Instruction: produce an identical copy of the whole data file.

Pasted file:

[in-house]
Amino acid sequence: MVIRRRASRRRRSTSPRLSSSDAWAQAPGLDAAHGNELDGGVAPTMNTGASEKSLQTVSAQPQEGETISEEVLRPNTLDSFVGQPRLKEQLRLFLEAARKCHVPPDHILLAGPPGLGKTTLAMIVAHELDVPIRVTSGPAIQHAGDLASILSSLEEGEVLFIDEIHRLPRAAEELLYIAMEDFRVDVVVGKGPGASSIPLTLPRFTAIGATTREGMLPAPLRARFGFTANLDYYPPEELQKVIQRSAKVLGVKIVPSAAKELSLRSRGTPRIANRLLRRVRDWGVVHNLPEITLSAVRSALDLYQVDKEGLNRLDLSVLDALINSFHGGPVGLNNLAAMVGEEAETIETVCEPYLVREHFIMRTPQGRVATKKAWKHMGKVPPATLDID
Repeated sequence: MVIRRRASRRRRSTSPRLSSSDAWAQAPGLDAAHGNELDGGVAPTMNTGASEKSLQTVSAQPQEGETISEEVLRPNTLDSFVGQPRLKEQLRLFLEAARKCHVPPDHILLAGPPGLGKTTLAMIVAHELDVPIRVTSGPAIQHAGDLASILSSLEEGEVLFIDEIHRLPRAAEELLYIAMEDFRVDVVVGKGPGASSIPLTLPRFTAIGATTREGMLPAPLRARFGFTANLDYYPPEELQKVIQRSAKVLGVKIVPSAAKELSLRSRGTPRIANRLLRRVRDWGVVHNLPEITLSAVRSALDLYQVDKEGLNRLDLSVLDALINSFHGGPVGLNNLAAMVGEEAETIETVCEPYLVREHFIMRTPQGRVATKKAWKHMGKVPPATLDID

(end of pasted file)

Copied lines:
[in-house]
Amino acid sequence: MVIRRRASRRRRSTSPRLSSSDAWAQAPGLDAAHGNELDGGVAPTMNTGASEKSLQTVSAQPQEGETISEEVLRPNTLDSFVGQPRLKEQLRLFLEAARKCHVPPDHILLAGPPGLGKTTLAMIVAHELDVPIRVTSGPAIQHAGDLASILSSLEEGEVLFIDEIHRLPRAAEELLYIAMEDFRVDVVVGKGPGASSIPLTLPRFTAIGATTREGMLPAPLRARFGFTANLDYYPPEELQKVIQRSAKVLGVKIVPSAAKELSLRSRGTPRIANRLLRRVRDWGVVHNLPEITLSAVRSALDLYQVDKEGLNRLDLSVLDALINSFHGGPVGLNNLAAMVGEEAETIETVCEPYLVREHFIMRTPQGRVATKKAWKHMGKVPPATLDID
Repeated sequence: MVIRRRASRRRRSTSPRLSSSDAWAQAPGLDAAHGNELDGGVAPTMNTGASEKSLQTVSAQPQEGETISEEVLRPNTLDSFVGQPRLKEQLRLFLEAARKCHVPPDHILLAGPPGLGKTTLAMIVAHELDVPIRVTSGPAIQHAGDLASILSSLEEGEVLFIDEIHRLPRAAEELLYIAMEDFRVDVVVGKGPGASSIPLTLPRFTAIGATTREGMLPAPLRARFGFTANLDYYPPEELQKVIQRSAKVLGVKIVPSAAKELSLRSRGTPRIANRLLRRVRDWGVVHNLPEITLSAVRSALDLYQVDKEGLNRLDLSVLDALINSFHGGPVGLNNLAAMVGEEAETIETVCEPYLVREHFIMRTPQGRVATKKAWKHMGKVPPATLDID